Seats on the Green Monster?
February 10, 2003 10:23 AM   Subscribe

Seats...On the Green Monster? It seems that the Boston Red Sox have finalized the plan to make changes to one of Major League Baseball's most famous curiosities, the Green Monster - if not *the* most famous, as this article suggests. The stadium has the lowest amount of available seating, and is definitely, in the realm of the other stadiums in major markets, out of date. But it has a classic sort of feel to it. Here are some of the proposed plans for this and other changes to the stadium. I can't wait to see if someone falls off the back of the 'Monster trying to catch a homerun ball.
posted by djspicerack (21 comments total)
My comment on SportsFilter about the subject:

1. Build new stadium.
2. Go condo with Fenway structure. Money from the sale of the condos goes directly to the development cost of the new park.
3. Field and Green Monster become public park and, why not, host the occasional baseball game.

Stadiums have become housing before. Stadiums have become public spaces before. (I'm having trouble finding the imagery/support for this but the Piazza Navona in Rome was a Roman Circus at one time, and many Roman arenas became housing space, squatted during the middle ages after the fall of the Roman Empire.)
I would like to add that when I was in grad school, I and eight other friends "dressed" as the Green Monster for a Beaux Arts Ball. We won a prize for the costume -- maybe multiple prizes. The details are a wee bit fuzzy.
posted by Dick Paris at 10:39 AM on February 10, 2003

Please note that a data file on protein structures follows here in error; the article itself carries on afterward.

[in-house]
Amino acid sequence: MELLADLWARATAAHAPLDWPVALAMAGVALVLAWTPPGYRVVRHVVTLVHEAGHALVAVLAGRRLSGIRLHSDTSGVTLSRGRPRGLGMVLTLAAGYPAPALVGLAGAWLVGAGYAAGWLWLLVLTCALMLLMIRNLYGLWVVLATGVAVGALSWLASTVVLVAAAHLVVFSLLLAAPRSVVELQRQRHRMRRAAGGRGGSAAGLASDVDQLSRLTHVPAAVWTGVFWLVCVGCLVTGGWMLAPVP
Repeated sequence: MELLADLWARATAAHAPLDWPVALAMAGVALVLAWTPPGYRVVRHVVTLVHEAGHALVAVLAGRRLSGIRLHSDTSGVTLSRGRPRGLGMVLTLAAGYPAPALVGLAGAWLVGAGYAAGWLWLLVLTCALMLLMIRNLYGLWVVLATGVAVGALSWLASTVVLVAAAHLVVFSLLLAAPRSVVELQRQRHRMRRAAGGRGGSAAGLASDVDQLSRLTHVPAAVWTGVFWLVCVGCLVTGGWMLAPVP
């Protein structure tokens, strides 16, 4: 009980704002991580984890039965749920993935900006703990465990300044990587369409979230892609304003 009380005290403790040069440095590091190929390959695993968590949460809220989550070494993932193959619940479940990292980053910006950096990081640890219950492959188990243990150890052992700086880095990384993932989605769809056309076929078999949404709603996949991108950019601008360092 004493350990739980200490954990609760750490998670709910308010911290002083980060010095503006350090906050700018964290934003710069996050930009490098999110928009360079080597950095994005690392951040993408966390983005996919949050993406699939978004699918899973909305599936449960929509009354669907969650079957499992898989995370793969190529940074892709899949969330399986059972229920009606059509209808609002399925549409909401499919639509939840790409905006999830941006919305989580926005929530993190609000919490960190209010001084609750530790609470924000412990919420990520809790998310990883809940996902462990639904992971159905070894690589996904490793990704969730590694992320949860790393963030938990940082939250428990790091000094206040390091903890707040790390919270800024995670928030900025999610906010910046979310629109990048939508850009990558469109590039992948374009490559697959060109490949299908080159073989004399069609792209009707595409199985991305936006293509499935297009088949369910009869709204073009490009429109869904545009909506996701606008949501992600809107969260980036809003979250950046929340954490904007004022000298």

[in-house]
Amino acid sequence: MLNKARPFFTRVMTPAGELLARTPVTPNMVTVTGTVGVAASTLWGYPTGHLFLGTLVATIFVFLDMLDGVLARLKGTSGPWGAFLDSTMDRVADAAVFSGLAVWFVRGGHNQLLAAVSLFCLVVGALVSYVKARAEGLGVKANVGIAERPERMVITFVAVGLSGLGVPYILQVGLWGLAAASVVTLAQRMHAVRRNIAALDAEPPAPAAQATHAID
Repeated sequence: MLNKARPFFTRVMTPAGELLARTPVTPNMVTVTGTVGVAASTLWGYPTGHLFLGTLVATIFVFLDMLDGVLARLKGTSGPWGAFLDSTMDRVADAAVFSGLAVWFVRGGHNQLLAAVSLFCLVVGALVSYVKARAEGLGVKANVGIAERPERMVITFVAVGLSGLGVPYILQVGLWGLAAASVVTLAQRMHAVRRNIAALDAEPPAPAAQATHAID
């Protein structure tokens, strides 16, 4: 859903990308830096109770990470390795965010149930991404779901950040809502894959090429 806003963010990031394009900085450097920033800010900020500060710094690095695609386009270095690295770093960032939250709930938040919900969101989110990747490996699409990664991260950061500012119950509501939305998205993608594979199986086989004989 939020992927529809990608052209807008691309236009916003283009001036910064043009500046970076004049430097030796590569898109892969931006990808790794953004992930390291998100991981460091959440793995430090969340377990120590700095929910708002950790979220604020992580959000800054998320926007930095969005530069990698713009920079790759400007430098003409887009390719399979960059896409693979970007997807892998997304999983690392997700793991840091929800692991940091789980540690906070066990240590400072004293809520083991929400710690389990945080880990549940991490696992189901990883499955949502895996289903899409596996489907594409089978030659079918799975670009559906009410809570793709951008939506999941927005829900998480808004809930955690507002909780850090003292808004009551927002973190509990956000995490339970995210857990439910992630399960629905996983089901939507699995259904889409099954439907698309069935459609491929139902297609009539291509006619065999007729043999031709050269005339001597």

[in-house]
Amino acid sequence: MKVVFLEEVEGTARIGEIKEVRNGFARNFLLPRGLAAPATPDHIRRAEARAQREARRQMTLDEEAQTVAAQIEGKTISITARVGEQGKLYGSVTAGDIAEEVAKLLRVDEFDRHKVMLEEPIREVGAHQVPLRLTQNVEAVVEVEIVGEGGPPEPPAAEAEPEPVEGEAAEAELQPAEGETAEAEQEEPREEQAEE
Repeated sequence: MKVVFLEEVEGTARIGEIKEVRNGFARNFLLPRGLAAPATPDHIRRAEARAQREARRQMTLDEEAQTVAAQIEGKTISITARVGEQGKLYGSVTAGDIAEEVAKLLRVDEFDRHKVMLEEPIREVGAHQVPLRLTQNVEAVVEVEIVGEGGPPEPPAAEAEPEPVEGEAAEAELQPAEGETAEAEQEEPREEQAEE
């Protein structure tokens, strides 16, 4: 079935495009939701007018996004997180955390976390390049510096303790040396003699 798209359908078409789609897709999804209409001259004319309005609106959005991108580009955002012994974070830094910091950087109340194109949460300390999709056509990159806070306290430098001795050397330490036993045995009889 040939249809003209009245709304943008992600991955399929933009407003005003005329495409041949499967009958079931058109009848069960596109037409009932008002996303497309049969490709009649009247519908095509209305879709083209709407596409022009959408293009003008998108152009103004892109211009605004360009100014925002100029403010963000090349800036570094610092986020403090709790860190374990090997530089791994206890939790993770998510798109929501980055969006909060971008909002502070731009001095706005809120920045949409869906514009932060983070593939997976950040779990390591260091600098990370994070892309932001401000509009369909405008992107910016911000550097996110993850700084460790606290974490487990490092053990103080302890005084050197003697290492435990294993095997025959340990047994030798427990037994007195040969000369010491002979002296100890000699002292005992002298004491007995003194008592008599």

That's pretty unfortunate.
posted by xmutex at 10:39 AM on February 10, 2003

hey, i'm all for razing the stadium and putting in whatever they want - but then again, i'm a yankees fan. new york has its polo grounds housing. boston can get its own, too. but i think the seats on the top of the wall are a bit much.
posted by djspicerack at 10:42 AM on February 10, 2003

The slide show has better pictures.

Save Fenway!
posted by silusGROK at 10:49 AM on February 10, 2003

Time to tear down that relic. Now that I'm tall AND pushing thirty, grandstand seats are almost too much to bear for the eight or so times a year I find myself sitting in them. Even if they can't keep the new park on the Fenway, we need a new park.

Ted Williams wanted it raized. If we defy his wishes, his frozen corpse will reanimate and strangle folks on Lansdowne Street.
posted by Mayor Curley at 10:58 AM on February 10, 2003

Isn't that an episode of Futurama, Mr. Mayor?
posted by 10sball at 11:01 AM on February 10, 2003

...but then again, i'm a yankees fan.

Don't worry I believe you deserve all the same rights as normal people.

Lets Go Mets!
posted by jonmc at 11:13 AM on February 10, 2003

10s, are you joking or did that really happen on Futurama? I haven't watched it in years, but I'd track that episode down!
posted by Mayor Curley at 11:18 AM on February 10, 2003

Mets ?!? HA...they're a bunch of creamsicles. (nice unis)

Nothing beats the Yankees unis.
posted by msacheson at 11:24 AM on February 10, 2003

I have so many memories in Fenway Park, I'll be sorely disappointed if/when they finally tear it down. I think that seats on top of the green monster are a great idea. Moreover, continued renovations would be much better than building a brand new park. Fenway has so many quirks that fans have come to love.
posted by TurkishGolds at 12:20 PM on February 10, 2003

(joking... but it would work)
posted by 10sball at 12:54 PM on February 10, 2003

Hopefully the new statium won't cause deaths, be sold as the reason to see the sports team (Come and see teh old statium b4 we demo it then Come see the new home of the Brewers...nothing aobut come see a good game of baseball) and be a home to a loosing team, all the time burdening the tax role like Miller park in Milwaukee.

Or, as then Gov. Tommy Thompson said: Stick it to 'em!
posted by rough ashlar at 1:00 PM on February 10, 2003

Could we call these the Bucky Dent Seats?